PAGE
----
Even with the need for job creation, Sixth Ward City Councilwoman Barbara Hoppe said the process of establishing economic development programs such as the enhanced enterprise zone still needs to be done correctly.

"In terms of jobs, the community is starting to have a larger dialogue about how the enhanced enterprise zone could be one component in economic development," Hoppe said. "I look forward to furthering that discussion and I appreciate everyone's work."

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Derrick Fogle May 8, 2012 | 11:50 a.m.

The next REDI map should be tattooed on their foreeheads. I'll let others suggest exactly WHAT those tattoos should be "approved" maps of.

(Report Comment)
Richard Saunders May 8, 2012 | 12:34 p.m.

Why does every story now contain Traci Wilson-Kleekamp? (Isn't she too busy tarring racists with syrup?)

In other news, it's nice to see power have to pretend to serve the public, lest the true nature of their criminal activity grow too obvious.

(Report Comment)
David Sautner May 8, 2012 | 1:18 p.m.

Would an ordinance also mean that the blight designation be put on the ballot for citizens to vote on? It had better be!
Rescinding the blight designation is great, but it does not address the even more disturbing aspects concerning REDI and the EEZ. First of all the EEZ is not a product of a City Council vote but rather the child of REDI and the CID. Unlike most cities in which an improvement district is supported through membership fees, in Columbia the CID is funded through sales tax money (via businesses) and property taxes (via property owners). If the money from tax dollars are supporting the CID, then the tax payers ought to have access to what exactly the CID is going to do for them. In addition, since sales tax dollars are supporting the CID then downtown consumers (and property owners... as a side note: wouldn't it be hilarious to see a property owner in Columbia who has been inadverdently supporting the CID by way of their taxes have their property blighted?) should have representation on CID's board. Now, REDI gets some of its funding through tax dollars, but is mostly funded through incremental membership fees that make it virtually impossible for small businesses to participate, much less compete. Further, not one of any of the neighborhood associations sit on REDI's board of directors. City and County funding should be pulled from REDI (the City and the County are on the REDI board, but they have not disclosed any information to the neiborhood associations as to the blight status of their properties). Likewise, all sales tax dollars should be pulled from CID since they obviously do not support the neighborhoods they purport to represent.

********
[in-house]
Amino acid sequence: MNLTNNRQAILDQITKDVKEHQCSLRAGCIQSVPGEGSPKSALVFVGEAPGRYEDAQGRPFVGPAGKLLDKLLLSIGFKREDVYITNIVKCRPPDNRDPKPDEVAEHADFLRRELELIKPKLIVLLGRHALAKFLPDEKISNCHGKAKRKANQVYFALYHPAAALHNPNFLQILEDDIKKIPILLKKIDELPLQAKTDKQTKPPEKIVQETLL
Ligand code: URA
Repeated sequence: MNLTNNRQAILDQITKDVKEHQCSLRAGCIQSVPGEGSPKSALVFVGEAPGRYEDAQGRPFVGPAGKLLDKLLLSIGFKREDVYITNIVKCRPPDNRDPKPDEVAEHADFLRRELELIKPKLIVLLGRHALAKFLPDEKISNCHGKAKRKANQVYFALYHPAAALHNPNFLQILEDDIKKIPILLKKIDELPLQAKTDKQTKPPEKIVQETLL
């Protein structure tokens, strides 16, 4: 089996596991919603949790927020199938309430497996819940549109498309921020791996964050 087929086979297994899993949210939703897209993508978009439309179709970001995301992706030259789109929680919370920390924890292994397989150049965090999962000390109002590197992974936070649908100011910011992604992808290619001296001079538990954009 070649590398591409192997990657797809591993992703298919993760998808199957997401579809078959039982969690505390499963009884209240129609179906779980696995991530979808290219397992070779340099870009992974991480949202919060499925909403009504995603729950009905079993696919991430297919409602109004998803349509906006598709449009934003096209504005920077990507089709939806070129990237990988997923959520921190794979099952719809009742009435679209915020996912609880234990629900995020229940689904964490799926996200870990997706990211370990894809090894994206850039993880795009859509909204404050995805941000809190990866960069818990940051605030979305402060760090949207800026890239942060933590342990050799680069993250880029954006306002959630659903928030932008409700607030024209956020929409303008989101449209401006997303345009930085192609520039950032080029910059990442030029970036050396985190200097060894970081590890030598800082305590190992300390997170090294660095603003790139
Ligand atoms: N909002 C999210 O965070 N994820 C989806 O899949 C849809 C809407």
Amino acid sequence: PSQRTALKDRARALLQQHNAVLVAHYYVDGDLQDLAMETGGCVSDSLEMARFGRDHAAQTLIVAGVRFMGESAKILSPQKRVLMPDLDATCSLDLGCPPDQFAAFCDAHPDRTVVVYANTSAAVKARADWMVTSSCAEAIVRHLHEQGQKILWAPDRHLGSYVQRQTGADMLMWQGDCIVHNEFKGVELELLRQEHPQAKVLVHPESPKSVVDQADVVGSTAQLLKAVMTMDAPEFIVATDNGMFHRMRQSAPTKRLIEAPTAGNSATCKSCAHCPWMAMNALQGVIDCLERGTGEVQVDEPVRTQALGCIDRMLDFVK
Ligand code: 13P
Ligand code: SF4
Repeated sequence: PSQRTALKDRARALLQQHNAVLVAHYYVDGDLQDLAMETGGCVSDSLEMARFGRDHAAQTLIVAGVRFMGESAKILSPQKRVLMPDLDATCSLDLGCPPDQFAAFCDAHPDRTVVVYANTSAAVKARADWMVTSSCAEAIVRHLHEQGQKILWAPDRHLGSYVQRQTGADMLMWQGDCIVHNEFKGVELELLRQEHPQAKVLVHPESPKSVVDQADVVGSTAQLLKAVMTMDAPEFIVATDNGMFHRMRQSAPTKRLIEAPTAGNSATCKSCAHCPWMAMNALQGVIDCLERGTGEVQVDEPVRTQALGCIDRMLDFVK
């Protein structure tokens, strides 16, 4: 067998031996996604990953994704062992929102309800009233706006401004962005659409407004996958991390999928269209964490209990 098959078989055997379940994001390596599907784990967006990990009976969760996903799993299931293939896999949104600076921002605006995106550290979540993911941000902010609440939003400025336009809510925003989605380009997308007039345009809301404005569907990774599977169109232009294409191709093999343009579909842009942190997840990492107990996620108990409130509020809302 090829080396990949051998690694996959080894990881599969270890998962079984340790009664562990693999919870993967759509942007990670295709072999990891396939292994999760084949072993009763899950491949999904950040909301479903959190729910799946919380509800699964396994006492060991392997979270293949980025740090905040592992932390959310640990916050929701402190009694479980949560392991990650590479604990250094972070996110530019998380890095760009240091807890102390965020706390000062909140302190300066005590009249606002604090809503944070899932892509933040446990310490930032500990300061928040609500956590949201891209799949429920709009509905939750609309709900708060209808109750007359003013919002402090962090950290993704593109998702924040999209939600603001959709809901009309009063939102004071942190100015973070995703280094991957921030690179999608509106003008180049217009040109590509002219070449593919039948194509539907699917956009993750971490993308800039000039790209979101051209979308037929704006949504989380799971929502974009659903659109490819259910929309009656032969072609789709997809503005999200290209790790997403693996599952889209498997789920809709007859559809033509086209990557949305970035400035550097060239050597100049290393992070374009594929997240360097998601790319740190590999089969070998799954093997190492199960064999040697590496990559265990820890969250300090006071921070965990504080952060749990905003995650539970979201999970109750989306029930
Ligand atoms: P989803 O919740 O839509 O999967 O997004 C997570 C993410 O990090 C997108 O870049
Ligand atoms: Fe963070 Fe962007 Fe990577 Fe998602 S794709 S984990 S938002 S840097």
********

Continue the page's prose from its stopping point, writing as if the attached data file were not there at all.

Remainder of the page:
Further, not REDI nor the CID have disclosed what sorts of jobs they would be bringing to Columbia once they have blighted the poorest neighborhoods. Would they be louzy minimum wage dead-end jobs that destroy the environment and undermine your mental and physical health, or would they be green jobs that also offer on-the-job training and upward mobility? Such possiblities should be included on a ballot initiative for a City and County ordinance.

(Report Comment)
Mark Foecking May 8, 2012 | 5:27 p.m.

David Sautner wrote:

"Further, not REDI nor the CID have disclosed what sorts of jobs they would be bringing to Columbia once they have blighted the poorest neighborhoods."

They don't really know what kind of jobs. There are specifications for what kind of job generating activities qualify for tax breaks under an EEZ:

The record of job creation under these zones hasn't been particularly notable. Blight's just a word, but the lack of job creation in existing EEZ's is more of a reason not to do it.


(Report Comment)